You can also do multiplie compute shadres at the same time, but it's also likely that's slower than doing them in order in a singe queue.

 

On NV the first option is possible on recent cards, but the second option is not possible -and they will serialize internally (AFAIK - not sure)

 

On both Vendors it makes sense to use a different queue for data transfer, e.g. a streaming system running while rendering.

Not sure about Intel, IFAIK they recommend to just use a single queue for everything.

 

In practice you need a good reason to use multiple queues, test on each HW, and use differnet settings for different HW.

E.g. for multithreaded command buffer generation you don't need multiple queues and queue per thread would be a bad idea.

1

Share this post


Link to post
Share on other sites

Thanks. So i understand that a single graphics queue is the best solution.

Yeah, i could split the 2*16 queues freely among graphics, compute, transfer and sparse, and the family with the single q is transfer only. Like this, but two times for two devices:

VkQueueFamilyProperties[0]:
===========================
        queueFlags         = GRAPHICS | COMPUTE | TRANSFER | SPARSE
        queueCount         = 16
        timestampValidBits = 64
        minImageTransferGranularity = (1, 1, 1)

VkQueueFamilyProperties[1]:
===========================
        queueFlags         = TRANSFER
        queueCount         = 1
        timestampValidBits = 64
        minImageTransferGranularity = (1, 1, 1)

 

I am not that far as to test anything on different platforms/devices. My "training" pc is a debian linux one. But in principle and if one day i shall do a basic framework for my own i would of course aim towards a solution that is robust and works for different platforms / manufacturers. That would probably be a compromise and not the ideal one for every case.

 

0

Share this post


Link to post
Share on other sites
1 hour ago, Green_Baron said:

Thanks. So i understand that a single graphics queue is the best solution.

 

Probably. I'm no graphics pipeline expert, but i'm not aware of a case where using two graphics queues can make sense. (Interested, if anybody else does)

It also makes sense to use 1 graphics queue, 1 upload queue, 1 download queue on each GPU to communicate (although you don't have this option because you have only one seperate transfer queue).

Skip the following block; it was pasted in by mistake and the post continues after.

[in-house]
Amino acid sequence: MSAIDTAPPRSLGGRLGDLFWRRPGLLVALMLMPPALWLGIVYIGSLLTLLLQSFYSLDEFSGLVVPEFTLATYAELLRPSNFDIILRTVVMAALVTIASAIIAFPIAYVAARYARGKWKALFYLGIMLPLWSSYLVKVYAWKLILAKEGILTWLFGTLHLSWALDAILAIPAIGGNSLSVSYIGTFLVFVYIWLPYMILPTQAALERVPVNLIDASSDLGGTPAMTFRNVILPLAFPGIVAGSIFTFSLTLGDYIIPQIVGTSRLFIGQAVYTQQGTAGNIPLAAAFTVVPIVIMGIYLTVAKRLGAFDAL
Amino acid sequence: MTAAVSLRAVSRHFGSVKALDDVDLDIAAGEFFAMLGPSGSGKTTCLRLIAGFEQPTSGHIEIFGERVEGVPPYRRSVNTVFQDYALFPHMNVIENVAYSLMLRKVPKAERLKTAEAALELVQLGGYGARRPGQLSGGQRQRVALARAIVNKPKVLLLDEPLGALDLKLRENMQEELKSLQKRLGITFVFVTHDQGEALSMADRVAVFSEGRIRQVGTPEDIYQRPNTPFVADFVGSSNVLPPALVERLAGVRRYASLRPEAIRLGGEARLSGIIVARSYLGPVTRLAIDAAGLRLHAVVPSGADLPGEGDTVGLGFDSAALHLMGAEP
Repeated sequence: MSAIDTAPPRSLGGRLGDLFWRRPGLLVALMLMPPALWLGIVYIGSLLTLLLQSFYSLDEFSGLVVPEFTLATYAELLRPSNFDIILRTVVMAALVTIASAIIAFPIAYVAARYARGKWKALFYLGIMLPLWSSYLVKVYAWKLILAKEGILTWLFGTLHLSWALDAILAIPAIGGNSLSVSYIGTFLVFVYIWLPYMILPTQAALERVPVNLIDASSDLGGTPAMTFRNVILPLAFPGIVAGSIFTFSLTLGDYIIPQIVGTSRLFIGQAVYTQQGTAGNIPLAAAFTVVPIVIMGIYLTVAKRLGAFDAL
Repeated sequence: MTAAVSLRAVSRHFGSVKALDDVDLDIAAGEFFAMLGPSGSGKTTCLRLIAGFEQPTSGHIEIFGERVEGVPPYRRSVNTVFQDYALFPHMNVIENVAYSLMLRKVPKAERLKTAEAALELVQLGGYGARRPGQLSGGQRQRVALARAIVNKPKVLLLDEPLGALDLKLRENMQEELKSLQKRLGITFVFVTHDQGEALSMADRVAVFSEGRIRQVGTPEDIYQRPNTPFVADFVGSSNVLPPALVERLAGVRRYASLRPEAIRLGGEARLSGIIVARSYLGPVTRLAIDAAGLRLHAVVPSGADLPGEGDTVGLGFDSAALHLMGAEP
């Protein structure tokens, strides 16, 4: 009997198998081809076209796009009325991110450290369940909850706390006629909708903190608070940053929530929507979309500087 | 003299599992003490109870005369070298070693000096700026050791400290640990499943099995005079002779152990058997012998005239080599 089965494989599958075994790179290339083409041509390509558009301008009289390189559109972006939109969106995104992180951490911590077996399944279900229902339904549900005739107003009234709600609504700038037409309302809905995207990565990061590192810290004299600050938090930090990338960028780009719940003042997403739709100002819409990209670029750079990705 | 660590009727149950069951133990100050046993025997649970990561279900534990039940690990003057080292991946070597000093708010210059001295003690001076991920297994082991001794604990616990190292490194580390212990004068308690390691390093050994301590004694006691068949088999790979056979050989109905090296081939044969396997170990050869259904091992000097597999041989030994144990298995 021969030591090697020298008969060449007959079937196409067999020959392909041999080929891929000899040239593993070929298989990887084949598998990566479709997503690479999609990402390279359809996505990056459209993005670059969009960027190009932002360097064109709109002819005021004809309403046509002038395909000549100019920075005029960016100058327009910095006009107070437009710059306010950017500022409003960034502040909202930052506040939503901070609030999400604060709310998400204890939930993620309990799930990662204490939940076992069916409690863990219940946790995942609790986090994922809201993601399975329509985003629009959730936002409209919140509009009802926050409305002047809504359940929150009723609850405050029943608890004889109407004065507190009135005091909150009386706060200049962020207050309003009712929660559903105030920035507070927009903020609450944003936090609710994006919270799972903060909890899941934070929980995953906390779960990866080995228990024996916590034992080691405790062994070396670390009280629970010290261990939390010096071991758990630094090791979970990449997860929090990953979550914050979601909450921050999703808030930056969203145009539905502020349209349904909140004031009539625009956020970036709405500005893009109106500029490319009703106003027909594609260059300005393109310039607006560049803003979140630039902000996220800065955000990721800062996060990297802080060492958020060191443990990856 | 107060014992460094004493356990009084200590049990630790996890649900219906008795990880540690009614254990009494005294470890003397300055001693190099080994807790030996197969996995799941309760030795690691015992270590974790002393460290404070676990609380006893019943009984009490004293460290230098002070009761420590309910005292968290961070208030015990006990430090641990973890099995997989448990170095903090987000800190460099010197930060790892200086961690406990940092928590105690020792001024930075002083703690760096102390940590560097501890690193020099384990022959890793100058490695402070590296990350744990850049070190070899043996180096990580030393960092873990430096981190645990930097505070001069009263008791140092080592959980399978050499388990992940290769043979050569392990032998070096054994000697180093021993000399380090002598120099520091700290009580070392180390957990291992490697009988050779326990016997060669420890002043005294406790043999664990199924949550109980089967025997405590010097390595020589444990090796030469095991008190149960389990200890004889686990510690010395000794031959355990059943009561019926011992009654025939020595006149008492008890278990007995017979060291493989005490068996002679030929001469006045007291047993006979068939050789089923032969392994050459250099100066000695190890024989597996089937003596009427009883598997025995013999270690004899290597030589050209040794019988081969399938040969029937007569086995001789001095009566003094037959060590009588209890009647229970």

And it makes sense to use multiple compute queues on some Hardware.

I proofed that GCN can perfectly overlap low work compute workloads, but the need to use multiple queues, so multiple command buffers and to sync between them destroyed the advsante in my case.

Personally i think the concept of queues is much too high level and totally sucks. It would be great if we could manage unique CUs much more low level. The hardware can do it but we have no access - VK/DX12 is just a start... :(

 

0

Share this post


Link to post
Share on other sites

Posted (edited)

I haven't quite figured out the point/idea behind queue families.  Its clear that all queue's of a given family share hardware.  Also a GPU is allowed a lot of leeway to rearrange commands both within in command buffers, and across command buffers within the same queue.  So queue's from separate queue families are most likely separate pieces of hardware, but are queue's from the same family?  I've never been able to get a straight answer on this, but my gut feeling is no.

For example AMD has 3 queue families, so if you create one queue for each family (one for graphics, one for compute, and one for transfer) you can probably get better performance.  But is it possible to get significantly better performance with multiple queues from the same queue family?  So far from what I've been able to gather online, is probably not.

While I do agree with JoeJ that queue's are poorly designed in vulkan, I don't think direct control of CUs makes sense IMHO.  I think queue's should be essentially driver/software entities.  So when you create a device you select how many queue's of what capabilities you need, the driver gives you them and maps them to hardware entities however it feels is best.  Sort of like how on the CPU we create threads and the OS maps them to cores.  No notion of queue families.  No need to query what queue's exist and try to map them to what you want.